Wednesday, July 2, 2014

Taking the Plunge into Novel Writing

I wrote this post in January 2009..five years ago and five years younger! I used one of my favorite quotes of Flannery O'Connor as a jumping-off point. Let's take the plunge...

People without hope do not write novels. Writing a novel is a terrible experience, during which the hair often falls out and the teeth decay. I'm always highly irritated by people who imply that writing fiction is an escape from reality. It is a plunge into reality and it's very shocking to the system. If the novelist is not sustained by a hope of money, then he must be sustained by a hope of salvation, or he simply won't survive the ordeal. --Flannery O'Connor, Mystery and Manners.

This is my favorite quote about novel writing. There's a touch of hyperbole in O'Connor's words (I still have my teeth!) but not much. A story owns the writer, not just for the hours set aside for tapping on computer keys, but while we sort lights from darks and wander down grocery aisles. We forget to eat, and yes, personal hygiene suffers. What's more, to write authentic fiction, we are forced to wrestle with God, dig deeper into what we believe about him and how he interacts with us and the world, and hopefully see him with fresh eyes.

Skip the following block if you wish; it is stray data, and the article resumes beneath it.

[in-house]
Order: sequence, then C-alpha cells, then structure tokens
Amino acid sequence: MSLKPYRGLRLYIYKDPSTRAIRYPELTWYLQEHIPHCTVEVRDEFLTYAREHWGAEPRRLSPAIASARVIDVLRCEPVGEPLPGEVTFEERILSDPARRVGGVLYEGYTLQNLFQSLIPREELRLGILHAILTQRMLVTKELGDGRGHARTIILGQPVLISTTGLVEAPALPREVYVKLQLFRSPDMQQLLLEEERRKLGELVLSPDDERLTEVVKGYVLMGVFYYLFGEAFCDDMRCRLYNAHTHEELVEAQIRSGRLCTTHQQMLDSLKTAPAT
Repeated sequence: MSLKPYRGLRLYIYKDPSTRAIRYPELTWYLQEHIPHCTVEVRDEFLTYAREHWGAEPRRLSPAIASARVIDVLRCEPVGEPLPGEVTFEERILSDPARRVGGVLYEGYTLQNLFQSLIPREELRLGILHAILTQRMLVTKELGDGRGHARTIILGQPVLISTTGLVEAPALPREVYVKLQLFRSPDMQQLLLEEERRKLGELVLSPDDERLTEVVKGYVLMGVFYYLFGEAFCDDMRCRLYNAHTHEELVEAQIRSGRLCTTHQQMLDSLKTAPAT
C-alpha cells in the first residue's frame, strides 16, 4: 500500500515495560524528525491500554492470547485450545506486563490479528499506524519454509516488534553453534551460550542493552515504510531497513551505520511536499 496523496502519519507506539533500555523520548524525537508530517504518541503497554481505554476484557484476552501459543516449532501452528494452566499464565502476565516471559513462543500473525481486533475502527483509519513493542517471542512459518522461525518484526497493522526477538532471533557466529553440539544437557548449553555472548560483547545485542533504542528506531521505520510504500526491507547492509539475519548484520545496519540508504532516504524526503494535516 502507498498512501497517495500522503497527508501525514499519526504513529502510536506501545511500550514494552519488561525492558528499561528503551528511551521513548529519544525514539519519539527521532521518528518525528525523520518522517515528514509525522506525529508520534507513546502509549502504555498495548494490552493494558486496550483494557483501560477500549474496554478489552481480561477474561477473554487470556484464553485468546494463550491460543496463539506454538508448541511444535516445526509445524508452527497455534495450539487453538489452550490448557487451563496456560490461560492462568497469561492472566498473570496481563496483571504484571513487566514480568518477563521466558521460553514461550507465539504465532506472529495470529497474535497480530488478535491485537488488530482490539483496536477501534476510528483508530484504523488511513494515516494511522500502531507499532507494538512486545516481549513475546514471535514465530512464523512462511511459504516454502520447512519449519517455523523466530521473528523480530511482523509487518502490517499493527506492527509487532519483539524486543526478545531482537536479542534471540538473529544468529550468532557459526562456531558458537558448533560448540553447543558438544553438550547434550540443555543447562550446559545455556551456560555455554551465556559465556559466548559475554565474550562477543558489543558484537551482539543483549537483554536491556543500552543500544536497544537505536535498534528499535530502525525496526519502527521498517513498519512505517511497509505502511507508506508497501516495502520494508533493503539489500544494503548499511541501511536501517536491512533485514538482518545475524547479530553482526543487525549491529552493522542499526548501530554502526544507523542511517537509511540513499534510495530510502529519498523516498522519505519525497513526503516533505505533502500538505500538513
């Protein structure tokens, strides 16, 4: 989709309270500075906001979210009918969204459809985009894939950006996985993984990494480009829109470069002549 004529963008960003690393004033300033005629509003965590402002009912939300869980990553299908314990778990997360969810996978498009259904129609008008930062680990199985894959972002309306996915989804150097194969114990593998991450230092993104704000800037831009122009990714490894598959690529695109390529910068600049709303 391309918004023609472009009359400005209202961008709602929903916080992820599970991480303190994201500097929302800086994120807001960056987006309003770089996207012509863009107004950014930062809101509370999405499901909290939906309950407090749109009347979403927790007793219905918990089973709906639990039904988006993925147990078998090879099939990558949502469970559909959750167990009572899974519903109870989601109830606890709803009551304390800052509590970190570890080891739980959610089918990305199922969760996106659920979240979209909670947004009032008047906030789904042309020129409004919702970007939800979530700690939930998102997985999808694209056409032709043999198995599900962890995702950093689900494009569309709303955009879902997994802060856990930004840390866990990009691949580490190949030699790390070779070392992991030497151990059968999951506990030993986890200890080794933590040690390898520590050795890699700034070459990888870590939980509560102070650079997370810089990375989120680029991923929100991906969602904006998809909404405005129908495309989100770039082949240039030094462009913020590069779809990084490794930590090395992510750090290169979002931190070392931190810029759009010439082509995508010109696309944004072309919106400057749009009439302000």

Novel writing is not for the faint of heart!

But a deeper truth in O'Connor's words shakes me: Novelists plunge into reality. In our stories, we can rearrange topography, give an alien extra arms, or allow mythical characters into the landscape, but we cannot, must not, rescue our characters from their fallen natures or transfer them to a fall-less society (La-La Land), or save them from meaningful struggle. They will fail, not in a contrived, acceptable-to-Christian-culture way, but in a way that makes our own skin itch. That's when grace shows up.

Does this mean every novel should portray the underbelly of society?

No, but we disrespect our readers if we mishandle the human condition, both its nobility and frailty. After all, the Bible is wrought with counterexamples. Think of David; he committed adultery and sent the husband to certain death, and yet, he is the apple of God's eye. Peter denied Jesus. Judas betrayed him. Thomas forgot. Even Jesus struggled in the Garden of Gethsemane. The faith life is messy!

Now, it's your turn. Have you read a novel lately where the author plunges into reality and does it well? Tell us about it.

3 comments:

Veronica Leigh said...

The best thing I have read lately, that plunges into reality, is "How Sweet the Sound," by Amy Sorrells. Nothing else I have encountered comes close to life as that.

Patti Hill said...

Thanks, Veronica! I know Amy. I'll have to check it out.

Jodi Janz said...

I love what you are saying in this post. Sometimes when I write I feel like it is no longer appropriate to sit on my church library shelves. Yet I write about life - the messy parts we tend not to mention in our Sunday morning prayer request time. So it is encouraging for me to read what you've shared. And the quote - LOVE IT!
When I think of novels I've read that tear back the veil of humanity withing the christian realm I have to mention Gina Holmes. Dry As Rain was am amazing book of truth stained reality withing a broken marriage. I also enjoyed her other one Crossing Oceans.
Thank you